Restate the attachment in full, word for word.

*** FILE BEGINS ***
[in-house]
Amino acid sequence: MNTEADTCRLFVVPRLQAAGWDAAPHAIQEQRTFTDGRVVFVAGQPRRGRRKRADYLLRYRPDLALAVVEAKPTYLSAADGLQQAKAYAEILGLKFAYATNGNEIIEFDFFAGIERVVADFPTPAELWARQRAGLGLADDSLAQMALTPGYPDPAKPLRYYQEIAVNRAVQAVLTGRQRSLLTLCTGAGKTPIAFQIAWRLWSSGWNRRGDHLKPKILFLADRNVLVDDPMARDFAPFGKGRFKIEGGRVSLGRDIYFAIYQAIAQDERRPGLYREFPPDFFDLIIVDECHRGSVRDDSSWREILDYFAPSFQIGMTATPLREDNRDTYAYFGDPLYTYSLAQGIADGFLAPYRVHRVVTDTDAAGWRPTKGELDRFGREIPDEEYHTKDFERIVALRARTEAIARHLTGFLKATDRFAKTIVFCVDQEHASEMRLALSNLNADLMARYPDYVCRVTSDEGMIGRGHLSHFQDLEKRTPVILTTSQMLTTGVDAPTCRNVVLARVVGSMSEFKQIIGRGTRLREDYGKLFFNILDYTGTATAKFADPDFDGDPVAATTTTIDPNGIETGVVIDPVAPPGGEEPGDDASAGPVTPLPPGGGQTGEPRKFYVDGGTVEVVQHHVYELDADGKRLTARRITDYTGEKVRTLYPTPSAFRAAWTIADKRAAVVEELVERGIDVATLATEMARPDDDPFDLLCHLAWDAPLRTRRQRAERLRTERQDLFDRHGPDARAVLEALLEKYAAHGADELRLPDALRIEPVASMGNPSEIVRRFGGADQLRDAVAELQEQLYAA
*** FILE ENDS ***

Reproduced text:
[in-house]
Amino acid sequence: MNTEADTCRLFVVPRLQAAGWDAAPHAIQEQRTFTDGRVVFVAGQPRRGRRKRADYLLRYRPDLALAVVEAKPTYLSAADGLQQAKAYAEILGLKFAYATNGNEIIEFDFFAGIERVVADFPTPAELWARQRAGLGLADDSLAQMALTPGYPDPAKPLRYYQEIAVNRAVQAVLTGRQRSLLTLCTGAGKTPIAFQIAWRLWSSGWNRRGDHLKPKILFLADRNVLVDDPMARDFAPFGKGRFKIEGGRVSLGRDIYFAIYQAIAQDERRPGLYREFPPDFFDLIIVDECHRGSVRDDSSWREILDYFAPSFQIGMTATPLREDNRDTYAYFGDPLYTYSLAQGIADGFLAPYRVHRVVTDTDAAGWRPTKGELDRFGREIPDEEYHTKDFERIVALRARTEAIARHLTGFLKATDRFAKTIVFCVDQEHASEMRLALSNLNADLMARYPDYVCRVTSDEGMIGRGHLSHFQDLEKRTPVILTTSQMLTTGVDAPTCRNVVLARVVGSMSEFKQIIGRGTRLREDYGKLFFNILDYTGTATAKFADPDFDGDPVAATTTTIDPNGIETGVVIDPVAPPGGEEPGDDASAGPVTPLPPGGGQTGEPRKFYVDGGTVEVVQHHVYELDADGKRLTARRITDYTGEKVRTLYPTPSAFRAAWTIADKRAAVVEELVERGIDVATLATEMARPDDDPFDLLCHLAWDAPLRTRRQRAERLRTERQDLFDRHGPDARAVLEALLEKYAAHGADELRLPDALRIEPVASMGNPSEIVRRFGGADQLRDAVAELQEQLYAA